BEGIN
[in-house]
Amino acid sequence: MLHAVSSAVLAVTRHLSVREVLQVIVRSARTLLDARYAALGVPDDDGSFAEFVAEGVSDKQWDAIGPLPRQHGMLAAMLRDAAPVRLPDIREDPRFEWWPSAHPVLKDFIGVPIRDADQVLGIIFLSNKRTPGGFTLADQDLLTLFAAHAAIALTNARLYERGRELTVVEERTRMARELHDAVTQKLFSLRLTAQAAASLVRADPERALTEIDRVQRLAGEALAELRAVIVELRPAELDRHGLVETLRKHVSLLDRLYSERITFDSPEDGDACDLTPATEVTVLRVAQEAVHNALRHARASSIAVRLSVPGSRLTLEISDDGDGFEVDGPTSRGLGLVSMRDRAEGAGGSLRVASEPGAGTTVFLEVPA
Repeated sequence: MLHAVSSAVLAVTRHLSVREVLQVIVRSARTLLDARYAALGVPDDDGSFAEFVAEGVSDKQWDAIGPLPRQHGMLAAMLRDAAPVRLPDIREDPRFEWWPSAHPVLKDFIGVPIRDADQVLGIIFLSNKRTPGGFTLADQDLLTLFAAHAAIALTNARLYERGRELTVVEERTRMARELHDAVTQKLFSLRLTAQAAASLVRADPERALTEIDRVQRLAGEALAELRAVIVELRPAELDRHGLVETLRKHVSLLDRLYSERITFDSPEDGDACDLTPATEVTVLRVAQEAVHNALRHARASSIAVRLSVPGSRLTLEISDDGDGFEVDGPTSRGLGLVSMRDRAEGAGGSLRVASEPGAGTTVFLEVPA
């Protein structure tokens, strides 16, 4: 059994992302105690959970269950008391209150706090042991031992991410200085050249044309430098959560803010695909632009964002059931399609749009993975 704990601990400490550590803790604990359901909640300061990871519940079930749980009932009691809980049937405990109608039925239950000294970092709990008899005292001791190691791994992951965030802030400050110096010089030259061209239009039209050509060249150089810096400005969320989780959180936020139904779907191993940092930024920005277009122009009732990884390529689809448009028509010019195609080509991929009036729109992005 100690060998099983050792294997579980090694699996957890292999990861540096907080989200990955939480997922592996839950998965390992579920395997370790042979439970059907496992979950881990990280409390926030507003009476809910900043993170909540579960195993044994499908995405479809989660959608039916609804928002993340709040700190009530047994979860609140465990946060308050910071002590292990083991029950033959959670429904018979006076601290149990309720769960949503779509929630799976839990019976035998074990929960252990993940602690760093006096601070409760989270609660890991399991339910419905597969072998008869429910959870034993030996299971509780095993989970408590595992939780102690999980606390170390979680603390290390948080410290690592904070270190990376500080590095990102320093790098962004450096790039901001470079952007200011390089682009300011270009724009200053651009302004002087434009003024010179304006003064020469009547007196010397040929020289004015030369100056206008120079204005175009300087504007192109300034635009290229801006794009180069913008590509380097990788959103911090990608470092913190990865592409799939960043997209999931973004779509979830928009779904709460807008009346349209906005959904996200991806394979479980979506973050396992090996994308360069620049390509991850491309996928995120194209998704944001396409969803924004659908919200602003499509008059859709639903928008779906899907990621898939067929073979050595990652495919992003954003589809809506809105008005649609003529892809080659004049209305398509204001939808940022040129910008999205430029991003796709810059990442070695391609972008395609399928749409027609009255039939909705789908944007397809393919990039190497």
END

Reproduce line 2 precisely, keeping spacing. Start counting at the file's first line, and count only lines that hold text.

Amino acid sequence: MLHAVSSAVLAVTRHLSVREVLQVIVRSARTLLDARYAALGVPDDDGSFAEFVAEGVSDKQWDAIGPLPRQHGMLAAMLRDAAPVRLPDIREDPRFEWWPSAHPVLKDFIGVPIRDADQVLGIIFLSNKRTPGGFTLADQDLLTLFAAHAAIALTNARLYERGRELTVVEERTRMARELHDAVTQKLFSLRLTAQAAASLVRADPERALTEIDRVQRLAGEALAELRAVIVELRPAELDRHGLVETLRKHVSLLDRLYSERITFDSPEDGDACDLTPATEVTVLRVAQEAVHNALRHARASSIAVRLSVPGSRLTLEISDDGDGFEVDGPTSRGLGLVSMRDRAEGAGGSLRVASEPGAGTTVFLEVPA